Most people know that the original American Express (NYSE: AXP) green card is not a credit card but rather a charge card. Balances are due each month for AmEx charge cards as opposed to credit cards, which allow cardholders to carry balances and to enjoy the privilege of paying interest on those balances. (See Getting Out of Debt for more on how The Motley Fool feels about carrying balances on your credit card.)
But the charge card concept is not what differentiates AmEx from the rest of the field. In fact, AmEx is knee-deep into the credit card game these days with Optima and its latest offering, Blue. Last year, AmEx booked more than $2.3 billion in net finance charge revenue thanks to those credit cards.
What differentiates AmEx cards is a list of privileges or at least the perception of privileges carefully put together for its members. The air of exclusivity surrounding the card was enough to get me to apply and has kept me paying the annual fees year after year. I didn't sign up for my American Express card (member since '89) because of specific benefits; I signed up because I wanted to be a part of the club. I wanted to know if I was good enough to get in. I'll admit it! Will you?
So, to get myself off the hook for buying into the "privileged few" hoopla, I conducted my very own, completely unscientific study. I dug the original cardholder agreements for my Chase Mastercard, Citibank Visa, Discover card, American Express Gold, and American Express Blue out of my filing cabinet (pretty impressive I still have them, eh?). I read through them (zzzzzz) and developed a list of benefits for each. Below is a sample of some of the value-added services offered on my Blue account:
- Return Protection -- lets me return purchases of up to $300, even ones made online, even if the merchant will not take it back.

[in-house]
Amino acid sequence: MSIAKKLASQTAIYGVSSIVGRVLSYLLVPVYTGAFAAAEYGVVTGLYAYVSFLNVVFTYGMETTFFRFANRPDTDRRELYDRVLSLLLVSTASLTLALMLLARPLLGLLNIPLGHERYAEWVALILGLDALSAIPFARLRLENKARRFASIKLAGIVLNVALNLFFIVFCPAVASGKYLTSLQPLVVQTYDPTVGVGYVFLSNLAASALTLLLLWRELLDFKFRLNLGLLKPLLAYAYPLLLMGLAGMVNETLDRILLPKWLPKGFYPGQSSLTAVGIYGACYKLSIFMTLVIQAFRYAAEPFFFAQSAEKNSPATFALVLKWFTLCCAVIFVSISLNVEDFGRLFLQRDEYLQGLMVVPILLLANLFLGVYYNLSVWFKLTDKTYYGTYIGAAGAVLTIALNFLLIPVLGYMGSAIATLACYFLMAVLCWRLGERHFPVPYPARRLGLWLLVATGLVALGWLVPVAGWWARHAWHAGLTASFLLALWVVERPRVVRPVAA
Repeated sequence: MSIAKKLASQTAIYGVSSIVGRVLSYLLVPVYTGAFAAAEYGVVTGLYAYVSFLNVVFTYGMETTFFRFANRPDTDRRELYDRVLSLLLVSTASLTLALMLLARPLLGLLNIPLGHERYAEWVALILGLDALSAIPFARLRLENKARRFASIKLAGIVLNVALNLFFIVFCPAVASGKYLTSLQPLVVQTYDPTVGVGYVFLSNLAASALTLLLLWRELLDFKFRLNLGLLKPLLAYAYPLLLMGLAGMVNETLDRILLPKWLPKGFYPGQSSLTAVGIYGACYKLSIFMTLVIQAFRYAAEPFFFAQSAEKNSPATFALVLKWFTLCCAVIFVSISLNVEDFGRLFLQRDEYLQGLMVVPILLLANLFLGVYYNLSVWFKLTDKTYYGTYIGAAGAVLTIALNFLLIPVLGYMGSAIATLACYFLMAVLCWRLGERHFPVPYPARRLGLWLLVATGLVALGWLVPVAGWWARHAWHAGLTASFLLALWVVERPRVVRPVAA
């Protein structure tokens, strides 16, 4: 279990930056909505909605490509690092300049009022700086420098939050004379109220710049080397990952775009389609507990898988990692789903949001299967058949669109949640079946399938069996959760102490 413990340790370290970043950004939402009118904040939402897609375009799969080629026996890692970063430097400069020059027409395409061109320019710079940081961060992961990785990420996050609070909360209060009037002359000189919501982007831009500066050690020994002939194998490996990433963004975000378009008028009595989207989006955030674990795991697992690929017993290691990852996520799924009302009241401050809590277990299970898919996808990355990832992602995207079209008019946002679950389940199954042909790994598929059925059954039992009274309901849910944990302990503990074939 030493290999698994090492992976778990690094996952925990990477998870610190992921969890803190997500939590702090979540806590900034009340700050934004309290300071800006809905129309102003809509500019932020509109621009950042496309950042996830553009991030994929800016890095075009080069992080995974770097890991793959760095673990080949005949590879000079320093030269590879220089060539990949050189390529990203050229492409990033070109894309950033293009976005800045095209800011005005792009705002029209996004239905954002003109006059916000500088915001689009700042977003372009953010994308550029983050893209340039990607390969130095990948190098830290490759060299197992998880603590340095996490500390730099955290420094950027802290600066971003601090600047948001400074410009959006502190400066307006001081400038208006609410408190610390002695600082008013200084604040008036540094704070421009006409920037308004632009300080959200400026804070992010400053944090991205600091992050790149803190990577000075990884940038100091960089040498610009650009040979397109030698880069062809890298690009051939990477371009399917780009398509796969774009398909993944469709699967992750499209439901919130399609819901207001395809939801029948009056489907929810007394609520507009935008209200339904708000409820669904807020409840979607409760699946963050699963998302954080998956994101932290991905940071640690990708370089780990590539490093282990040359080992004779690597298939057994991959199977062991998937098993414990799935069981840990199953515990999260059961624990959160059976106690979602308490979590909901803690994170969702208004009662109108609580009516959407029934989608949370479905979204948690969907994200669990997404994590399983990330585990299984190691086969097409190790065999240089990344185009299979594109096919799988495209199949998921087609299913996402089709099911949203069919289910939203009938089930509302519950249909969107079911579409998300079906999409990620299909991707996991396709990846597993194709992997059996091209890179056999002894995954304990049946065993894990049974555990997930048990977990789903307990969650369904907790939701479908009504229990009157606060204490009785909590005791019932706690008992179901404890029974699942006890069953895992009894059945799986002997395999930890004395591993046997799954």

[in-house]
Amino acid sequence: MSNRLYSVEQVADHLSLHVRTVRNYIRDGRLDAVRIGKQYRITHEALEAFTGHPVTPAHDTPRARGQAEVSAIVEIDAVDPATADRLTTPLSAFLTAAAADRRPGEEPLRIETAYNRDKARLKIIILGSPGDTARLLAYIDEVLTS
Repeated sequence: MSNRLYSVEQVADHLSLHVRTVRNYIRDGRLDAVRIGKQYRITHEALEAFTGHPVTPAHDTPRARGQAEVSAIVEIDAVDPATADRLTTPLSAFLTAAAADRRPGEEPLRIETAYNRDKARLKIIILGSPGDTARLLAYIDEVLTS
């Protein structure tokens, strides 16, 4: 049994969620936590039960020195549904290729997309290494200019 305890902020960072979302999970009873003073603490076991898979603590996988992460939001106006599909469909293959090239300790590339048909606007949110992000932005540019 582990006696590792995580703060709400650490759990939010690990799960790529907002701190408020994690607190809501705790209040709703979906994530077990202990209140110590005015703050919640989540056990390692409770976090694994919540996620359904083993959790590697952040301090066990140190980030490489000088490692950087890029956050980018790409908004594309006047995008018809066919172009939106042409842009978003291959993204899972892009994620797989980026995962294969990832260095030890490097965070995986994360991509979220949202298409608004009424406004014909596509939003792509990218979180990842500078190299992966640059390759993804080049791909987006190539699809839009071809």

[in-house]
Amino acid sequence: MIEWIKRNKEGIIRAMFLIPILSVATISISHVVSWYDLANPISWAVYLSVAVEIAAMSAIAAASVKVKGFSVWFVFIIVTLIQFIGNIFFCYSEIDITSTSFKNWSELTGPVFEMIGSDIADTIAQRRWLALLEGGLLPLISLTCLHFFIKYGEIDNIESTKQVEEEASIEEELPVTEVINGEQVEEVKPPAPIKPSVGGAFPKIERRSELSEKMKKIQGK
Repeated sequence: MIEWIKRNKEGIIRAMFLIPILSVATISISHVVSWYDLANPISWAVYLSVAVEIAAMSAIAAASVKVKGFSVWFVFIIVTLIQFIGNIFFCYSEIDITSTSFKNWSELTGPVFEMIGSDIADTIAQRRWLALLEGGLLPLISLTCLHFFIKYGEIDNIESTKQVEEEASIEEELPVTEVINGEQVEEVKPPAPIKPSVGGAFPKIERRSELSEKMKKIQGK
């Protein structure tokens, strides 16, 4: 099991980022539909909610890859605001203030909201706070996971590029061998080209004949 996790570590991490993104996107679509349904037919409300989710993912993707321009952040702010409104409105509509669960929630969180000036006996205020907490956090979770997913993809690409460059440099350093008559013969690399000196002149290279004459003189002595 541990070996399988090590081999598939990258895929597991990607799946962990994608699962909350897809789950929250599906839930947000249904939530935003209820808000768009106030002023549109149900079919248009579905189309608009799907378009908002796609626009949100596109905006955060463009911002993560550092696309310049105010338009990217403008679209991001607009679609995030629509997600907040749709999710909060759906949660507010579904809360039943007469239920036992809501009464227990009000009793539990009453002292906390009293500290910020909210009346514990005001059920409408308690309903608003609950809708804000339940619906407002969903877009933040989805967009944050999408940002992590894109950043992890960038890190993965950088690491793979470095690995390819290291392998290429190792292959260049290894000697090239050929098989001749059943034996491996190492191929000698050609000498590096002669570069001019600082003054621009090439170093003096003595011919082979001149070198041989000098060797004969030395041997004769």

- Best Value Guarantee -- assures that I pay the lowest available price by promising to credit my account by up to $250 if I find (in print) the item I purchased for less within 60 days of buying it.
- Purchase Protection Plan -- covers my purchases for 90 days up to $1,000 against accidental damage or theft.
- Buyers Assurance Plan -- extends the manufacturer's warranty up to one additional year.
All nifty services but what I discovered was that AmEx has its privileges and so do the others, as long as you're willing to pay. Most of the services above are not unique to AmEx. For example, a platinum Chase (now J.P. Morgan Chase (NYSE: JPM)) card offers a similar purchase protection plan, and Citibank (NYSE: C) offers 90 days protection from theft or damage on its Citi Gold and Platinum Select cards. Just like the traditional AmEx charge card, these platinum and select cards have annual fees (AmEx collected $1.65 billion in net card fees last year) or minimum account balances, so comparisons to American Express charge cards are fair. But Blue offers these services and is free.